The development of the digital contact tracing app in Singapore has progressed at a very fast pace compared to other countries in the region. By introducing the app, Singapore aimed for the nationwide adoption and use of the digital contract tracing.
Following the introduction of the mandatory TraceTogether check-ins, Singapore has become the first nation in Southeast Asia to make the use of a contact tracing app mandatory.
The TraceTogether app has changed significantly since it was first introduced in March when it collected only a phone number at that time. In its later versions, the app requests more personal information including an ID number.
The central government can still identify a user through the TraceTogether app, even though the app uses a temporary ID for contact tracing.
The laws related to personal data in Singapore are unlikely to protect the personal data of users during the country’s digital contact tracing efforts. There is no guarantee that the data collected will not be misused or breached at the hands of the government.
A. The Development of Digital Contact Tracing in Singapore
Singapore was among the earliest nations to develop a digital contact tracing application with the specific purpose to combat COVID-19. The country introduced TraceTogether, a contact tracing app developed by the government’s Government Technology Agency (GovTech), which was released to the public on March 20, 2020. The application is based on a homegrown protocol called BlueTrace which has also been developed by GovTech.
TraceTogether communicates with other installed devices via Bluetooth Low Energy (BLE). The information of those with whom the app’s user has been in contact during the past 14 days is stored on the user’s phone. This information includes a proxy distance between users, timestamp, and temporary user IDs. This information is stored on the device by the app in an encrypted form. As the app asks for the user’s phone number, the phone is stored in the Ministry of Health (MOH)’s server along with the temporary ID. The temporary ID is generated by the MOH’s server, which is changed after a period of time and can be encrypted with a private key that is also held by the MOH. The ID is then transmitted to the user and exchanged with other TraceTogether users when they are in close proximity of one another.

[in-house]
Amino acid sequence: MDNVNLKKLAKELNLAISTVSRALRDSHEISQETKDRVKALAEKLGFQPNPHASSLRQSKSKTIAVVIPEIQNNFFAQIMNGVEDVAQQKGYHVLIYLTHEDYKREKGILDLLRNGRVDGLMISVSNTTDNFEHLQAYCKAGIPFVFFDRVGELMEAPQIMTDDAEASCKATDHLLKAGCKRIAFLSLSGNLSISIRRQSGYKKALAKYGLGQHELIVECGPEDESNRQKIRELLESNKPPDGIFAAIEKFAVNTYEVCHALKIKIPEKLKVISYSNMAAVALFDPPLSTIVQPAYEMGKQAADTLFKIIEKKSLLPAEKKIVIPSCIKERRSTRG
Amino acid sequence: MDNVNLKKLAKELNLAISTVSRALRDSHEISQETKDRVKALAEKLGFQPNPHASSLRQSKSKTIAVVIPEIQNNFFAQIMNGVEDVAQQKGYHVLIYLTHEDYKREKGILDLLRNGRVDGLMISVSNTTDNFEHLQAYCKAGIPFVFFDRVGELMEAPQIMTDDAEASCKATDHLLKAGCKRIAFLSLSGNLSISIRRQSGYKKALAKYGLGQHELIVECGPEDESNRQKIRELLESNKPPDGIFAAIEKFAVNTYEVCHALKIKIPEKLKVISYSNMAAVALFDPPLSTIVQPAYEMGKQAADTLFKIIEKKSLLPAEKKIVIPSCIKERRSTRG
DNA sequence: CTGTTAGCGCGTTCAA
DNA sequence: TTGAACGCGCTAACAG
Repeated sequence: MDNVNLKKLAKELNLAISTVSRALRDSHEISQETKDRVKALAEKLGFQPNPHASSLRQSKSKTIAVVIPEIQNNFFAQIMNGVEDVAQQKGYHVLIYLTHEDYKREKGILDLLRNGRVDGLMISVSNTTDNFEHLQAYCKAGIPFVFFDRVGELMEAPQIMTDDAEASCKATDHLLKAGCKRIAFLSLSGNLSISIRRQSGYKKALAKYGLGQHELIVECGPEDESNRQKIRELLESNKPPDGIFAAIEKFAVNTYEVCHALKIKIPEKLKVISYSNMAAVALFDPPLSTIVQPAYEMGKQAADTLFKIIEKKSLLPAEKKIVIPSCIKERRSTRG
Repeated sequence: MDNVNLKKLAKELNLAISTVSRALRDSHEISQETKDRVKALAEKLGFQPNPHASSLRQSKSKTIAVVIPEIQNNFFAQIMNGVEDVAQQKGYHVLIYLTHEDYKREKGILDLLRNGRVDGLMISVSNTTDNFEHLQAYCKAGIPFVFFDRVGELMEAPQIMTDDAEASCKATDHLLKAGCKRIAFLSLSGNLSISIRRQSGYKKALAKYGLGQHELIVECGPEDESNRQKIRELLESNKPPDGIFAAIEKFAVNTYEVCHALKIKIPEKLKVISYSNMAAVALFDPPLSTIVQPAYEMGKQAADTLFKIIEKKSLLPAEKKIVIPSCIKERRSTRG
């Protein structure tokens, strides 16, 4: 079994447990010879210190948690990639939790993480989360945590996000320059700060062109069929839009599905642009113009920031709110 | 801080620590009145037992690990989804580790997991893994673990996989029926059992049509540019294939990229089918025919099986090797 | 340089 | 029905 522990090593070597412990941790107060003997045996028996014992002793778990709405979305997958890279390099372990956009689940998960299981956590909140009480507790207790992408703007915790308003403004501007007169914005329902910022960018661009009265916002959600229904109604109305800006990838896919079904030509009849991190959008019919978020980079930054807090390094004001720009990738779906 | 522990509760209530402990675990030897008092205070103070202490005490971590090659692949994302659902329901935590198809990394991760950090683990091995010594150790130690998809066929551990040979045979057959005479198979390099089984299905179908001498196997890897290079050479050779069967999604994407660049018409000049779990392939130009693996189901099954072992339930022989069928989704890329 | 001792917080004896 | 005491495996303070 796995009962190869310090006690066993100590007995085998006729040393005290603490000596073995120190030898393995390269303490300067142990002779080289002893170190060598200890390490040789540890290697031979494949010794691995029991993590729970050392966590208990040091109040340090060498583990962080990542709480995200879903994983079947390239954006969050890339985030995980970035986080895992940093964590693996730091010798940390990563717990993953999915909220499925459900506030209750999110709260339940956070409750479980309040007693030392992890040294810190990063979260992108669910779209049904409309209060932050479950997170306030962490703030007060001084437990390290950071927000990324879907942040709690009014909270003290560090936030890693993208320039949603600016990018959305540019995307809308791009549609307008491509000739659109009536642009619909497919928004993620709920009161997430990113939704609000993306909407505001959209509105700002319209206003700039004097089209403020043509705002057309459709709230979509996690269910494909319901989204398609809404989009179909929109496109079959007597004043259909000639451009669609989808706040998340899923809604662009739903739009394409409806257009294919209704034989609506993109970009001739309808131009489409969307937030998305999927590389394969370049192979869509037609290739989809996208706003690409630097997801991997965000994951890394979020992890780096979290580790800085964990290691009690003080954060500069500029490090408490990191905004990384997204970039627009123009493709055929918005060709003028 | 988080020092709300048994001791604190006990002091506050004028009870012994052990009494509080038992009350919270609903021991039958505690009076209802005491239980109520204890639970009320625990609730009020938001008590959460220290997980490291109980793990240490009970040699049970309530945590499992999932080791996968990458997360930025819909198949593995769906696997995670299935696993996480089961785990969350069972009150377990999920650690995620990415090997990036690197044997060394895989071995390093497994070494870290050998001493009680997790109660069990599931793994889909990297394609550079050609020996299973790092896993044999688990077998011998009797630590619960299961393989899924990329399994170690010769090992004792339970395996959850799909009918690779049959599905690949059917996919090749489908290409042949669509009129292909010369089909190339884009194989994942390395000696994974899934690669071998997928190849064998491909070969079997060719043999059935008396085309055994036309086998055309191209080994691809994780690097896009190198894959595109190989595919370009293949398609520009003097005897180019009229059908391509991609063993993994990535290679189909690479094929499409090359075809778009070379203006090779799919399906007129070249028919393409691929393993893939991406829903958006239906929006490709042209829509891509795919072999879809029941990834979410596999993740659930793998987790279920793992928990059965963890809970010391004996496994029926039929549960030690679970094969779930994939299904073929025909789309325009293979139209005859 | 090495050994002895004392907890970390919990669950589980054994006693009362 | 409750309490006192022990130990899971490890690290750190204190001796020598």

If an individual user is found to be COVID-19 positive, the user would be asked to upload the app’s encrypted data logs to the server. The data logs are then decrypted by the MOH which holds the private key. Through these data logs, the temporary IDs in the logs are used to contact other app users who have been in contact with the infected user. The authorities can trace the people with whom the individuals have been in close proximity during the past 14 days using the information collected from the installed device.
When TraceTogether was first launched, the app required only the user’s phone number which the government claimed would be the only personal data the MOH would withhold. It also claimed that the MOH’s server where phone numbers and the IDs are stored is highly secured, and that the quality of its security is comparable to those of the servers used to store other official information. The authorities also informed the public that the users’ phones will store the app data for 25 days (although another source has reported the duration of 21 days), after which the app data is automatically deleted; users would be asked to share these records only when contacted by MOH as part of its investigations for contact tracing. Those who refuse to share the records can be charged under the Infectious Diseases Act of Singapore.
TraceTogether has not turned out to be as effective as anticipated. For contact tracing via the app to be effective, 75% of the population must have downloaded it. However, since its usage is not mandatory, after one month after its launch, only around 20% of the population have used TraceTogether. It was later revealed that TraceTogether does not work well on iOS devices. This is because Apple does not allow developers to constantly broadcast Bluetooth signals, since background broadcasts have been previously exploited for targeted advertising. Therefore, on Apple devices, Bluetooth signals can be sent only when the app runs in the foreground. However, a signal would not be generated if the iOS phone which has installed TraceTogether is locked, or if users are not using the app.
In April 2020, the ‘reference implementation’ or software behind TraceTogether was made open-source and was given the name OpenTrace. OpenTrace allows the public to examine the app and address vulnerabilities; other countries that want to implement their own official contact tracing app can also learn how to build it based on the BlueTrace protocol. In the same month, the government also decided to enforce the circuit breaker measures (CB) or lockdown in response to the pandemic. The number of COVID-19 cases had surged significantly in Singapore at that time, with a large number of cases arising among migrant workers living in crowded dormitories.